UPDATE:The Library Freedom Project (LFP) has posted a petition to support “Tor and Intellectual Freedom in Libraries.” You can learn more and sign (if desired) here. Here’s the petition’s text:
We condemn the scare tactics of the DHS and local police, and pledge our full support to Kilton Library to help them keep their Tor relay. This library has the right to support and use this powerful tool for digital free expression without fear of government bullying.
LFP has shared additional information in this letter to the library community (4 pages; PDF).
In July, the Kilton Public Library in Lebanon, New Hampshire, was the first library in the country to become part of the anonymous Web surfing service Tor. The library allowed Tor users around the world to bounce their Internet traffic through the library, thus masking users’ locations.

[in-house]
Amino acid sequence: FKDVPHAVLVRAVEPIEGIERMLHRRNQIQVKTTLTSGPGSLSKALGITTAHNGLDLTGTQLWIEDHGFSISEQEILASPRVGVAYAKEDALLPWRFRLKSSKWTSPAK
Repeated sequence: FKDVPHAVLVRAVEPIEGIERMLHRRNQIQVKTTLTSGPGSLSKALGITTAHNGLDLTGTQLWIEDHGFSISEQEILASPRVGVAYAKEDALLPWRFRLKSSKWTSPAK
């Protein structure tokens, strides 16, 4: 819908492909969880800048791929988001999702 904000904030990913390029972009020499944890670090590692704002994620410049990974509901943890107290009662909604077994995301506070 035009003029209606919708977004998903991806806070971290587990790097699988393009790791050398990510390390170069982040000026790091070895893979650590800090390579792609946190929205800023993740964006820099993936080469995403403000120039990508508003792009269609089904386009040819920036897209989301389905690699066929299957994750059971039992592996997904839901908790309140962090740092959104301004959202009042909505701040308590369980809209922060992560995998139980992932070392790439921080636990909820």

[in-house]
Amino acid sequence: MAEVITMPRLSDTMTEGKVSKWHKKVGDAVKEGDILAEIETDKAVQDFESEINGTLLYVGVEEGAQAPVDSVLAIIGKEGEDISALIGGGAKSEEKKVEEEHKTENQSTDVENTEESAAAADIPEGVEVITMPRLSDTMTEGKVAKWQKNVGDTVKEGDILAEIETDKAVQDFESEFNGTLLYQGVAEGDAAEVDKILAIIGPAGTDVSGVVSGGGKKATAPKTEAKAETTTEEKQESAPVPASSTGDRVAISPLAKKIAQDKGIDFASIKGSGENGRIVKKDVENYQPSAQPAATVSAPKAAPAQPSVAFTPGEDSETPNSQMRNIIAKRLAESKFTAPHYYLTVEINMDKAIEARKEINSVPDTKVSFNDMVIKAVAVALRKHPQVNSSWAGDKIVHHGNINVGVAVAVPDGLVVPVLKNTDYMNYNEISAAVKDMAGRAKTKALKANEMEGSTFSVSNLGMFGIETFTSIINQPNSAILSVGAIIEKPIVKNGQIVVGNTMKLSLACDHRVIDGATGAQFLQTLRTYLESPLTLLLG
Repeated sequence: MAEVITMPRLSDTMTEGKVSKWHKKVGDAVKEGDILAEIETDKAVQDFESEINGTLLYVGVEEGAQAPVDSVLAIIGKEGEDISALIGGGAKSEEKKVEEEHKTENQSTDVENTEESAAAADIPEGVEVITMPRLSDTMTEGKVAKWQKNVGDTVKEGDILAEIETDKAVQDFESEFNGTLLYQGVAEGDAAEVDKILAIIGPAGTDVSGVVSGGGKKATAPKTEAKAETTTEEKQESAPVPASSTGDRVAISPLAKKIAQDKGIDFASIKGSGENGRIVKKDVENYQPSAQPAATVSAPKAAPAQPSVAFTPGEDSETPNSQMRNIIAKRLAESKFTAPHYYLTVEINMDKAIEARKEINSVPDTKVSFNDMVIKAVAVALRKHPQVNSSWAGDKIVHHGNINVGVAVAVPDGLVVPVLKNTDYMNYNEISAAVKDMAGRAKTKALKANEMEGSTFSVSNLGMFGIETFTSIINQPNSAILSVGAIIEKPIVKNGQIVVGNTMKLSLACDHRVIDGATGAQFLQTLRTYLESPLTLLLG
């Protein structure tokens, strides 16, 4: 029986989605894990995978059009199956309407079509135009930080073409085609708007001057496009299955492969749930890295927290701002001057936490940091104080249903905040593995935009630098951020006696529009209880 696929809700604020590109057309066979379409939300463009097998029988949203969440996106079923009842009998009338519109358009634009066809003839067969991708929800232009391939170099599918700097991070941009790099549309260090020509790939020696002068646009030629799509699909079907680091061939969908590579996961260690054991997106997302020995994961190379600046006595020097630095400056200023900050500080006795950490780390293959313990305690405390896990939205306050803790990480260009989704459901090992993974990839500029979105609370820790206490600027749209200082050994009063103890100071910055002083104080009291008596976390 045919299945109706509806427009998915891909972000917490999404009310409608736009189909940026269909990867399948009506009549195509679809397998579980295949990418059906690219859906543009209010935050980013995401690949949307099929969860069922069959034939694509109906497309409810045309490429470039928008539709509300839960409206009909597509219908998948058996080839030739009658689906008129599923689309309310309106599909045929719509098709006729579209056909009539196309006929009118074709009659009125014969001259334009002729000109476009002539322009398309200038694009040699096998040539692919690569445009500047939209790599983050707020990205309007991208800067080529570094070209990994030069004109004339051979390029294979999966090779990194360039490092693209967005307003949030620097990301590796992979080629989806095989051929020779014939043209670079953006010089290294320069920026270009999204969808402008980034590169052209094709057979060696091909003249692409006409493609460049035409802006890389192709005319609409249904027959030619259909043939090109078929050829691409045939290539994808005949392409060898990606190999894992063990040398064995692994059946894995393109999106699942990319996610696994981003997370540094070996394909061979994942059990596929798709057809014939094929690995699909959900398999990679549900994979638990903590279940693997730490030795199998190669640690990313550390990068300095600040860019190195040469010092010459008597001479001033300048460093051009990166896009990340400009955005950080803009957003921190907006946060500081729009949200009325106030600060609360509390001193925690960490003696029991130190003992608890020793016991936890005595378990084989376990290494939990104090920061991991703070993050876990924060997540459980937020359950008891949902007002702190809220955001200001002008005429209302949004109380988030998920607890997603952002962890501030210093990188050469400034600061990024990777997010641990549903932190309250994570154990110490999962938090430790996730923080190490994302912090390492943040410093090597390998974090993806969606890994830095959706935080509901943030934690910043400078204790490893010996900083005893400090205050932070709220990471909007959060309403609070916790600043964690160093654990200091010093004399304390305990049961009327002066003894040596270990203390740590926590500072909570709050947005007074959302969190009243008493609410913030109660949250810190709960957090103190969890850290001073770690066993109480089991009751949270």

Soon after state authorities received an email about it from an agent at the Department of Homeland Security.
“Right now we’re on pause,” said [Sean] Fleming [Kilton Library Director]. “We really weren’t anticipating that there would be any controversy at all.”
He said that the library board of trustees will vote on whether to turn the service back on at its meeting on Sept. 15.
After [Alison] Macrina [Founder of the Library Freedom Project] conducted a privacy training session at the Kilton library in May, she talked to the librarian about also setting up a Tor relay, the mechanism by which users across the Internet can hide their identity.
The library board of trustees unanimously approved the plan at its meeting in June, and the relay was set up in July. But after ArsTechnica wrote about the pilot project and Macrina’s plan to install Tor relays in libraries across the nation, law enforcement got involved.